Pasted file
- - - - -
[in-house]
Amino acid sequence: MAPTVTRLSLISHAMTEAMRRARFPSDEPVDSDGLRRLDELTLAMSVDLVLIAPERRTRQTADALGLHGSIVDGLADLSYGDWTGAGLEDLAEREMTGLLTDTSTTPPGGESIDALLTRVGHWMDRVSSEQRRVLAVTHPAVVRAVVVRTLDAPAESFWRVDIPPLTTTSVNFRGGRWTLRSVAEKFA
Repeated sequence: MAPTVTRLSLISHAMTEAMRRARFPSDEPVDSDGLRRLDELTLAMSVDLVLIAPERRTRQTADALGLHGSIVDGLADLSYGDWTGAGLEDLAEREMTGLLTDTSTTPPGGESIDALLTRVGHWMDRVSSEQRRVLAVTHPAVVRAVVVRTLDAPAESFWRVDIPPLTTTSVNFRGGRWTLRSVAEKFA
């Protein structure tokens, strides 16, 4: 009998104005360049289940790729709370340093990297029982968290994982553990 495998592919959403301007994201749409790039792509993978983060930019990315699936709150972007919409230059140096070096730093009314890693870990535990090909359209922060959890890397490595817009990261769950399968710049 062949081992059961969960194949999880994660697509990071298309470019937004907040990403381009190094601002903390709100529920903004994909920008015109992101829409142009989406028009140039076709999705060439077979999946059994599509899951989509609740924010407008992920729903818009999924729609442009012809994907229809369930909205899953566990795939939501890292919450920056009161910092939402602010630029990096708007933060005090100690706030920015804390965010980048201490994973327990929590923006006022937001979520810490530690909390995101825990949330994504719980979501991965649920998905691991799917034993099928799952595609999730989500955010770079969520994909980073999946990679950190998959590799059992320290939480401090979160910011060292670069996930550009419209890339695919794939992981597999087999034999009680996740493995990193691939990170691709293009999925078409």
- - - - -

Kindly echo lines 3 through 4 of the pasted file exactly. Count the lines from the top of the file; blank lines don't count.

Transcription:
Repeated sequence: MAPTVTRLSLISHAMTEAMRRARFPSDEPVDSDGLRRLDELTLAMSVDLVLIAPERRTRQTADALGLHGSIVDGLADLSYGDWTGAGLEDLAEREMTGLLTDTSTTPPGGESIDALLTRVGHWMDRVSSEQRRVLAVTHPAVVRAVVVRTLDAPAESFWRVDIPPLTTTSVNFRGGRWTLRSVAEKFA
């Protein structure tokens, strides 16, 4: 009998104005360049289940790729709370340093990297029982968290994982553990 495998592919959403301007994201749409790039792509993978983060930019990315699936709150972007919409230059140096070096730093009314890693870990535990090909359209922060959890890397490595817009990261769950399968710049 062949081992059961969960194949999880994660697509990071298309470019937004907040990403381009190094601002903390709100529920903004994909920008015109992101829409142009989406028009140039076709999705060439077979999946059994599509899951989509609740924010407008992920729903818009999924729609442009012809994907229809369930909205899953566990795939939501890292919450920056009161910092939402602010630029990096708007933060005090100690706030920015804390965010980048201490994973327990929590923006006022937001979520810490530690909390995101825990949330994504719980979501991965649920998905691991799917034993099928799952595609999730989500955010770079969520994909980073999946990679950190998959590799059992320290939480401090979160910011060292670069996930550009419209890339695919794939992981597999087999034999009680996740493995990193691939990170691709293009999925078409």